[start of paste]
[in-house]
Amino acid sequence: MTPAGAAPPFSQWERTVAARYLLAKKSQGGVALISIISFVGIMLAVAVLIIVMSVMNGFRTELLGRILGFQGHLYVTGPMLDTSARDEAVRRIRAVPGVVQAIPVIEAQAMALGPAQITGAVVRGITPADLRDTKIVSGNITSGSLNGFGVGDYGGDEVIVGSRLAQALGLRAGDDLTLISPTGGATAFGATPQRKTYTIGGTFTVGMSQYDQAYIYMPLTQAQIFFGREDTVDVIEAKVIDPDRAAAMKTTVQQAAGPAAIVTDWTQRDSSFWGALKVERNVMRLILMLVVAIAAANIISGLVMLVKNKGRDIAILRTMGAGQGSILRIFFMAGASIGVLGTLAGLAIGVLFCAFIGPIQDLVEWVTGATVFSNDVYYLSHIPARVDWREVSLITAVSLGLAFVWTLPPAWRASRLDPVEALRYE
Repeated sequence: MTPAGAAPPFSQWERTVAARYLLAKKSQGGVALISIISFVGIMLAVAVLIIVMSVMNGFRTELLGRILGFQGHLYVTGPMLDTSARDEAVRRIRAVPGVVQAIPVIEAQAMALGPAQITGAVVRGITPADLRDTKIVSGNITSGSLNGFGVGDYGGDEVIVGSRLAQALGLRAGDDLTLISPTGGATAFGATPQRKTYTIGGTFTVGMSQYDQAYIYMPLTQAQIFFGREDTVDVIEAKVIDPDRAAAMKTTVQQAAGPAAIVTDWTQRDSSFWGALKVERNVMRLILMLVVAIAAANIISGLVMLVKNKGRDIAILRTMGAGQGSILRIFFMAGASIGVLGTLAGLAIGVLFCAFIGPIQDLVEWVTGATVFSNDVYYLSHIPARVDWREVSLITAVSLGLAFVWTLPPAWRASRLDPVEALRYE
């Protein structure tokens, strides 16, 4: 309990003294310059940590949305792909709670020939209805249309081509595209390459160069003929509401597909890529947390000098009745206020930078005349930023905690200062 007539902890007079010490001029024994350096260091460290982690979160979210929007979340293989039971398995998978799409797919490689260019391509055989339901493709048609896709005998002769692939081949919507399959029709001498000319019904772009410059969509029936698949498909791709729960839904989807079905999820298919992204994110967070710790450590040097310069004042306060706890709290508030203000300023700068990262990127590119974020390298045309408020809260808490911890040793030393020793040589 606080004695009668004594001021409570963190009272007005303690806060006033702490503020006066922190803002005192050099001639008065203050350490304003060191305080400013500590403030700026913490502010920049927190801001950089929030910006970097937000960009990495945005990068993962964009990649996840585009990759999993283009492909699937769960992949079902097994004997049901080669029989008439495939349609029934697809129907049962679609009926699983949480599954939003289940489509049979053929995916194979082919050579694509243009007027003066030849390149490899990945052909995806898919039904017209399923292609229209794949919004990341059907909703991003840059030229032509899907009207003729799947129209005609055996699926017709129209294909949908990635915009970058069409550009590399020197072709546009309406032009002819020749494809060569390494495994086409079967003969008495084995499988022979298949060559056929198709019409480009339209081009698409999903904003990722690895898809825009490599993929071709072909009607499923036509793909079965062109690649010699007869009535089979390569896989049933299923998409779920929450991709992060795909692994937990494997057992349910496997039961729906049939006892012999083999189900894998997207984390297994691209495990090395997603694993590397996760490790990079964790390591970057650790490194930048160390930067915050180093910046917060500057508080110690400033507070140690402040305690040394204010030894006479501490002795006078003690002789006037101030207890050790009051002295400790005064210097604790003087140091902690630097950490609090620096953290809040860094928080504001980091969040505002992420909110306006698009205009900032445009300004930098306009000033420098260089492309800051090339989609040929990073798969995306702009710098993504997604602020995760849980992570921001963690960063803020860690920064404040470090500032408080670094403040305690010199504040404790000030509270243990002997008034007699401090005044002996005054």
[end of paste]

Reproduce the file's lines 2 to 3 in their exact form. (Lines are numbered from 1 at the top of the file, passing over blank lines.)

Amino acid sequence: MTPAGAAPPFSQWERTVAARYLLAKKSQGGVALISIISFVGIMLAVAVLIIVMSVMNGFRTELLGRILGFQGHLYVTGPMLDTSARDEAVRRIRAVPGVVQAIPVIEAQAMALGPAQITGAVVRGITPADLRDTKIVSGNITSGSLNGFGVGDYGGDEVIVGSRLAQALGLRAGDDLTLISPTGGATAFGATPQRKTYTIGGTFTVGMSQYDQAYIYMPLTQAQIFFGREDTVDVIEAKVIDPDRAAAMKTTVQQAAGPAAIVTDWTQRDSSFWGALKVERNVMRLILMLVVAIAAANIISGLVMLVKNKGRDIAILRTMGAGQGSILRIFFMAGASIGVLGTLAGLAIGVLFCAFIGPIQDLVEWVTGATVFSNDVYYLSHIPARVDWREVSLITAVSLGLAFVWTLPPAWRASRLDPVEALRYE
Repeated sequence: MTPAGAAPPFSQWERTVAARYLLAKKSQGGVALISIISFVGIMLAVAVLIIVMSVMNGFRTELLGRILGFQGHLYVTGPMLDTSARDEAVRRIRAVPGVVQAIPVIEAQAMALGPAQITGAVVRGITPADLRDTKIVSGNITSGSLNGFGVGDYGGDEVIVGSRLAQALGLRAGDDLTLISPTGGATAFGATPQRKTYTIGGTFTVGMSQYDQAYIYMPLTQAQIFFGREDTVDVIEAKVIDPDRAAAMKTTVQQAAGPAAIVTDWTQRDSSFWGALKVERNVMRLILMLVVAIAAANIISGLVMLVKNKGRDIAILRTMGAGQGSILRIFFMAGASIGVLGTLAGLAIGVLFCAFIGPIQDLVEWVTGATVFSNDVYYLSHIPARVDWREVSLITAVSLGLAFVWTLPPAWRASRLDPVEALRYE